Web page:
Go to a climbing gym in New York and people of colour will be missing. In a bid to boost minorities’ involvement in outdoor activities, Mikhail Martin started the organisation Brothers of Climbing to make a young black person feel at home on the rock wall. Filmmaker Duncan Sullivan, in the eponymous film, has captured how they challenge stereotypes in the climbing world. In Climbing Out of a Disaster, filmmaker Dominic Gill follows Bryant Huffman, who spent his days deep water soloing, sport climbing and bouldering, until Hurricane Maria destroyed much of the island. Huffman with his climbing buddies put their skills to good use by morphing into emergency arborists. The two films are a part of the 10 that will be screened at ‘Mountainfilm on Tour’, a documentary film festival from Colorado, US, that is travelling to Delhi this week.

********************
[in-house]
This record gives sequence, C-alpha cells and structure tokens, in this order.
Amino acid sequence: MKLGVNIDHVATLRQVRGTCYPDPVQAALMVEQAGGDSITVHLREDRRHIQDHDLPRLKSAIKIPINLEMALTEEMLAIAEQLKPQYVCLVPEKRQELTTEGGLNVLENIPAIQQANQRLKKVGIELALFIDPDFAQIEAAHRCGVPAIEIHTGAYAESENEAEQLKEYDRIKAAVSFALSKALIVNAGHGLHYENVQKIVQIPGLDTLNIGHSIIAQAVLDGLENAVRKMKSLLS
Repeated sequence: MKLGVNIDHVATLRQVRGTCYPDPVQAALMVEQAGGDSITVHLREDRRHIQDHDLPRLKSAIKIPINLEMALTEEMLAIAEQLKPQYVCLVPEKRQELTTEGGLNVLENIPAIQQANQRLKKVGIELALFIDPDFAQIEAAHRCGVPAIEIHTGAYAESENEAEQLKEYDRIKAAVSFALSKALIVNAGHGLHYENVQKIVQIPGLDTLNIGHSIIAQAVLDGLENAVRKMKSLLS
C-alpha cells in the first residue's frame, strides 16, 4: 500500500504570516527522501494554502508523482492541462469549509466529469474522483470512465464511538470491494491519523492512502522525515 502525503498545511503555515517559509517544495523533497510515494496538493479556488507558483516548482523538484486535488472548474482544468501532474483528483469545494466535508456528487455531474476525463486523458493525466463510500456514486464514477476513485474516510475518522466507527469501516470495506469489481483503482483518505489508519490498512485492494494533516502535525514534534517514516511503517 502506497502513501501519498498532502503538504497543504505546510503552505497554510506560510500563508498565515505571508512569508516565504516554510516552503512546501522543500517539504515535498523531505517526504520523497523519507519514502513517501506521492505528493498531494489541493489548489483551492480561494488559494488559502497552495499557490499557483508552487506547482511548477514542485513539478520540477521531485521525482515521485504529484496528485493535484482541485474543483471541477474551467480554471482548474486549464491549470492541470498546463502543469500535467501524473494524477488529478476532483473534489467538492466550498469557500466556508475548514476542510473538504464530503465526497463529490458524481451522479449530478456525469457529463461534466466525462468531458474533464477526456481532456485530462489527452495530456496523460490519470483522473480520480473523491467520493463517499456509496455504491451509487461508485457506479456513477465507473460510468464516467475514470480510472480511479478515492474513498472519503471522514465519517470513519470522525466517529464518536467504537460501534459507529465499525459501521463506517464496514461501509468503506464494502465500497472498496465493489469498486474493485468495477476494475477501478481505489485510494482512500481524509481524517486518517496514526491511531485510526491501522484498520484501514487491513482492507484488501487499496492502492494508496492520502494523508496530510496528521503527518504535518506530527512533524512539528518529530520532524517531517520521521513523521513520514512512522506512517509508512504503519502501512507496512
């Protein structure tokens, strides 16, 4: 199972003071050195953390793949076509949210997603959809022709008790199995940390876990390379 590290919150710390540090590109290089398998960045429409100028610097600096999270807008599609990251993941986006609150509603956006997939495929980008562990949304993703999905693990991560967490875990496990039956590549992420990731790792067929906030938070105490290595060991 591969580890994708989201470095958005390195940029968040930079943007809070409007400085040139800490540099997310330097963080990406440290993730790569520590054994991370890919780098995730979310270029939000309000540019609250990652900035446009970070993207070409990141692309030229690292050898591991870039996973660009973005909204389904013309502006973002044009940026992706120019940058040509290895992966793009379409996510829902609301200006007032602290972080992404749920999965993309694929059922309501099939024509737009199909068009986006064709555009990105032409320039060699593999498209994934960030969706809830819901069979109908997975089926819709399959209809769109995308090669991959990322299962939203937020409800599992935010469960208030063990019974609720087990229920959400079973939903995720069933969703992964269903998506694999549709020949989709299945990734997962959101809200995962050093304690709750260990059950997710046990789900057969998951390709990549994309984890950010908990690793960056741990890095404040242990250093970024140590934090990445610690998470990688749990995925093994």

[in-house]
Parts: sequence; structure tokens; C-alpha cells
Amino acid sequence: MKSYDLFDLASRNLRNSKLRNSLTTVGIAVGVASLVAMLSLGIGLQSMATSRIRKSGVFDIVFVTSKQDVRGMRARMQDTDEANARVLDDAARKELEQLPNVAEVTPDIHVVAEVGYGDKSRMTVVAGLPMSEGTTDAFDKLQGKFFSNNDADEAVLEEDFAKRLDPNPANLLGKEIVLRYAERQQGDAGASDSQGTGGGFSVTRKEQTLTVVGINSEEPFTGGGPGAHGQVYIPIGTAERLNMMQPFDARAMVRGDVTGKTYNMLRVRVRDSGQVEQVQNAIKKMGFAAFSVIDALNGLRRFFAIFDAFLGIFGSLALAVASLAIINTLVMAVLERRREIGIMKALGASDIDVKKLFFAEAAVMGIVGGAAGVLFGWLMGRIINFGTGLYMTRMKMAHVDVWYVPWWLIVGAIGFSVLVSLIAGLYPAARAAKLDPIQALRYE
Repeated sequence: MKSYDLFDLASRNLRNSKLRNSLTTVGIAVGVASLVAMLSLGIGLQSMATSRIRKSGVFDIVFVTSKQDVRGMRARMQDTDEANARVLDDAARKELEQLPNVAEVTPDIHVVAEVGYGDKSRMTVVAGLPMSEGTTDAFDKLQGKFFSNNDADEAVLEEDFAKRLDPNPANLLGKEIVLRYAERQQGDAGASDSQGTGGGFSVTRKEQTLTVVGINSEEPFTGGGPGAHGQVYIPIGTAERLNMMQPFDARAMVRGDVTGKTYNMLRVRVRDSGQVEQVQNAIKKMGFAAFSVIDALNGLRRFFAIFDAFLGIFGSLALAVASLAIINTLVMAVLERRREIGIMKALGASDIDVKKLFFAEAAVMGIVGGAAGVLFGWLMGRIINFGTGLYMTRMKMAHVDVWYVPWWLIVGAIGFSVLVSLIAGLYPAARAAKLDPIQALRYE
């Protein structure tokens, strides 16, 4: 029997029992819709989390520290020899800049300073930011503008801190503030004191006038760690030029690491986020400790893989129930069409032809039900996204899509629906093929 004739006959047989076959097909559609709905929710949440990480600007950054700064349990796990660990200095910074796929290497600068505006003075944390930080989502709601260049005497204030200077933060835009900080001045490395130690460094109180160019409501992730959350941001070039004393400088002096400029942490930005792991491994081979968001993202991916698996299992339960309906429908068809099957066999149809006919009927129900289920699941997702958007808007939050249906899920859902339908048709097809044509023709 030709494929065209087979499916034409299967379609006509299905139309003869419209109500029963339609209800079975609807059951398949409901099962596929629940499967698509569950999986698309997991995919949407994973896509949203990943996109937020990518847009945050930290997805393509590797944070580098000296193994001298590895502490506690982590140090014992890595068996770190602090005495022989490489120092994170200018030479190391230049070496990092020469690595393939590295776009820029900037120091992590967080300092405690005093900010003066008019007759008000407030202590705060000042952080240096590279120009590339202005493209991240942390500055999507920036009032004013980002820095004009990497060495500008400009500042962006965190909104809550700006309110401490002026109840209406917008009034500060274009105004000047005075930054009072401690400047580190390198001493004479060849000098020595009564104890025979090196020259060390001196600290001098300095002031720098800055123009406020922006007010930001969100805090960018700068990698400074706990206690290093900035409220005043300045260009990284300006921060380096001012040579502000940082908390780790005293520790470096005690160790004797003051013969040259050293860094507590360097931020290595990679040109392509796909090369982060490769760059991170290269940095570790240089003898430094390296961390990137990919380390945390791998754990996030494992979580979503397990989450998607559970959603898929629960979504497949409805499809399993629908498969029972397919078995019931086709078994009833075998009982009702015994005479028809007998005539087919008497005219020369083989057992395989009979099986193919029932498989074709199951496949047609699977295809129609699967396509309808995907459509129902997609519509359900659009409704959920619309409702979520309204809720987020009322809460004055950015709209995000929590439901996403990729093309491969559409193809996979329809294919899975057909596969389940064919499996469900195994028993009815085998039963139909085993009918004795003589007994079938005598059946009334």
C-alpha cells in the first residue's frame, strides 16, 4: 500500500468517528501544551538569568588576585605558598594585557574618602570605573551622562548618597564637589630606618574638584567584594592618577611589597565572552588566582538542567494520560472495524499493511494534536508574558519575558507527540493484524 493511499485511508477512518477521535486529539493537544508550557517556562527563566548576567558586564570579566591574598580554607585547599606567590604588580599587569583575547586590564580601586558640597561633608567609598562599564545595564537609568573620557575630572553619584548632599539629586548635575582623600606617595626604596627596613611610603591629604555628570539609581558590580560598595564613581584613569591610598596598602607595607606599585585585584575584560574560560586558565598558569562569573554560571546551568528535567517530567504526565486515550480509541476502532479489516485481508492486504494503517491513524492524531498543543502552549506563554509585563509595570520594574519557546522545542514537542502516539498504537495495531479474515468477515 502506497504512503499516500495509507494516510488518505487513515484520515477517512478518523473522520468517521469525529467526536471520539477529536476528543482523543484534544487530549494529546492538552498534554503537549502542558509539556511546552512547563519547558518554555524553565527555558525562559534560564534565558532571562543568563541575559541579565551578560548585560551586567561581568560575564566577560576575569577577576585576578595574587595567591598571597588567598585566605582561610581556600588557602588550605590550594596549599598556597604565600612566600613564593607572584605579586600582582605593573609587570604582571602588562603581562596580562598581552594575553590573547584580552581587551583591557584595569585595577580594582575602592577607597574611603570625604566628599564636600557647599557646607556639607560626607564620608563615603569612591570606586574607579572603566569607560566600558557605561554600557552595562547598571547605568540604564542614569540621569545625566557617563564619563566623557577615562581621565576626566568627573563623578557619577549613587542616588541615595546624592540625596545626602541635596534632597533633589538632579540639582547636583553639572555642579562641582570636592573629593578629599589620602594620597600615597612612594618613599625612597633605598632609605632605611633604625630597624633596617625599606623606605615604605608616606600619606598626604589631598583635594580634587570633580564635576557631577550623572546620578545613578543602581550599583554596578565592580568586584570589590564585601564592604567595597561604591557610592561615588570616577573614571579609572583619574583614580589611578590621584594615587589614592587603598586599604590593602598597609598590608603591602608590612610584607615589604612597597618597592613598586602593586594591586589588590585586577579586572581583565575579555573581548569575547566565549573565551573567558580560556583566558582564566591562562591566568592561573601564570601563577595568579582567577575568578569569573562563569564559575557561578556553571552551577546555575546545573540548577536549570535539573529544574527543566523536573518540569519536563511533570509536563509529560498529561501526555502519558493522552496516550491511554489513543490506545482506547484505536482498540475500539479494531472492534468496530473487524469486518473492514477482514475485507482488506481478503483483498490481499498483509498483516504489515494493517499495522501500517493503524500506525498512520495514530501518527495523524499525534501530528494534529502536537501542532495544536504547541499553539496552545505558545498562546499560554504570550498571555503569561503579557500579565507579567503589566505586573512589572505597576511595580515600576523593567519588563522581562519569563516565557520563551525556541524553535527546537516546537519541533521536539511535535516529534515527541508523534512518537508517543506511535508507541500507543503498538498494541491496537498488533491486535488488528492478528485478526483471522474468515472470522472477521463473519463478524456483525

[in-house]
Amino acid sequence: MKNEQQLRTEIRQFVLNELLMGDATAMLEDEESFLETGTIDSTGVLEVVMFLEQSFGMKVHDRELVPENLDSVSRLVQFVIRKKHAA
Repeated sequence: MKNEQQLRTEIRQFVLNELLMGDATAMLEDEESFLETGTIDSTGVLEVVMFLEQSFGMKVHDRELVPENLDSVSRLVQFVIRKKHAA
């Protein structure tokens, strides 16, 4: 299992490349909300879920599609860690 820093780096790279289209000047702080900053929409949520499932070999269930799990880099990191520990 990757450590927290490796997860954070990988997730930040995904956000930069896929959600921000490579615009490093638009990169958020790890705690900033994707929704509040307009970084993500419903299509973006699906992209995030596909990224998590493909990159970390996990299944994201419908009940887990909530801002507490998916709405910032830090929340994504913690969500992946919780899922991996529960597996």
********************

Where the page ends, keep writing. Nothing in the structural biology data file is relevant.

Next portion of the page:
It showcases nonfiction stories about environmental, cultural, political and social justice issues. The festival is held every Memorial Day weekend since 1979 in the town of Telluride. To be held in Oddbird Theatre on April 11 and Boulderbox on April 12, it has been brought to the country by mountaineer Mandip Singh Soin’s Ibex Expeditions.
Closer home, there is a film that takes us to Nepal. Filmmaker Eric Crosland meets Apa Sherpa, who started working as a porter at the age of 12 after his father died, and has summited Everest 21 times. He is now devoted to providing educational opportunities to children in the Khumbu Valley, and questions the Everest industry that fuelled by Sherpa labour in Loved By All.
While Canadian filmmaker Anjali Nayar follows a risk-averse, non-athletic, native Rwandan DJ Jean-Aime Bigirimana, who finds the real meaning in his life by pedalling across Canada to its frozen Arctic Ocean shore, tells about his attempt to break the record for the longest, continuous, fixed-gear bike ride in Escape.
In Stumped, filmmakers Cedar Wright and Taylor Keating capture climber Maureen Beck, who wants to be good for being good, and not good for being a girl or for just having one arm. “We don’t climb to be special, we don’t climb to win some silly awards. We climb because we love climbing just like everybody else,” she says in the film.